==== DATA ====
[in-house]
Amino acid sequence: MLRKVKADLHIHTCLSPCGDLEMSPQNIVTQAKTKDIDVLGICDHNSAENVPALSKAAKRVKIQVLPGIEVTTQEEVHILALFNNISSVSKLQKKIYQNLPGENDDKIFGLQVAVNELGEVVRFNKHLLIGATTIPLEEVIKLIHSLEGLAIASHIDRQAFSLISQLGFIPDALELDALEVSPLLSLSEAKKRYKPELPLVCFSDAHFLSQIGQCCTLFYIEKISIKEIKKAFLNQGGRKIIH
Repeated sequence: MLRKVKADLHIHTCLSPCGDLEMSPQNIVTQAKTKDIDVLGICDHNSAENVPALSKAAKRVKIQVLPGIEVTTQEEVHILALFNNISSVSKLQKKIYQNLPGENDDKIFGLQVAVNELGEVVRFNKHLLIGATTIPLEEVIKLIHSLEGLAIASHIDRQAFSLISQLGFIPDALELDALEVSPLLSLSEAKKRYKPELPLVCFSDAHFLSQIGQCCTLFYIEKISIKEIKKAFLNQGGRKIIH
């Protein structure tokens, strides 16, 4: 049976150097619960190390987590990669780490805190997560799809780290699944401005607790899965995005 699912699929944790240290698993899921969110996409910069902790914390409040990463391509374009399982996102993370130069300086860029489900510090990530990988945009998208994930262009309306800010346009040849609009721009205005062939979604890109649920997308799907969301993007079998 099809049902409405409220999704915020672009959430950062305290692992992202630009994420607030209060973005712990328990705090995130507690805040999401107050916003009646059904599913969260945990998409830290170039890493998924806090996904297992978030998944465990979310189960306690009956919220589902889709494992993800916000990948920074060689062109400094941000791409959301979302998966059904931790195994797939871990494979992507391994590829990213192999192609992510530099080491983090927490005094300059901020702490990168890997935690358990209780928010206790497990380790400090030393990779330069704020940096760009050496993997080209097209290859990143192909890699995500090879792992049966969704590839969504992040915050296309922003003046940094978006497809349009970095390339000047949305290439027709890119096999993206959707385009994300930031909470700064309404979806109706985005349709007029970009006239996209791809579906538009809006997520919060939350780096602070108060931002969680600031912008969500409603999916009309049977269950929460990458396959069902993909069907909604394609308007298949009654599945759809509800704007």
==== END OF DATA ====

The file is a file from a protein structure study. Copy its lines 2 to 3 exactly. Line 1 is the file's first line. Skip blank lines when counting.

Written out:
Amino acid sequence: MLRKVKADLHIHTCLSPCGDLEMSPQNIVTQAKTKDIDVLGICDHNSAENVPALSKAAKRVKIQVLPGIEVTTQEEVHILALFNNISSVSKLQKKIYQNLPGENDDKIFGLQVAVNELGEVVRFNKHLLIGATTIPLEEVIKLIHSLEGLAIASHIDRQAFSLISQLGFIPDALELDALEVSPLLSLSEAKKRYKPELPLVCFSDAHFLSQIGQCCTLFYIEKISIKEIKKAFLNQGGRKIIH
Repeated sequence: MLRKVKADLHIHTCLSPCGDLEMSPQNIVTQAKTKDIDVLGICDHNSAENVPALSKAAKRVKIQVLPGIEVTTQEEVHILALFNNISSVSKLQKKIYQNLPGENDDKIFGLQVAVNELGEVVRFNKHLLIGATTIPLEEVIKLIHSLEGLAIASHIDRQAFSLISQLGFIPDALELDALEVSPLLSLSEAKKRYKPELPLVCFSDAHFLSQIGQCCTLFYIEKISIKEIKKAFLNQGGRKIIH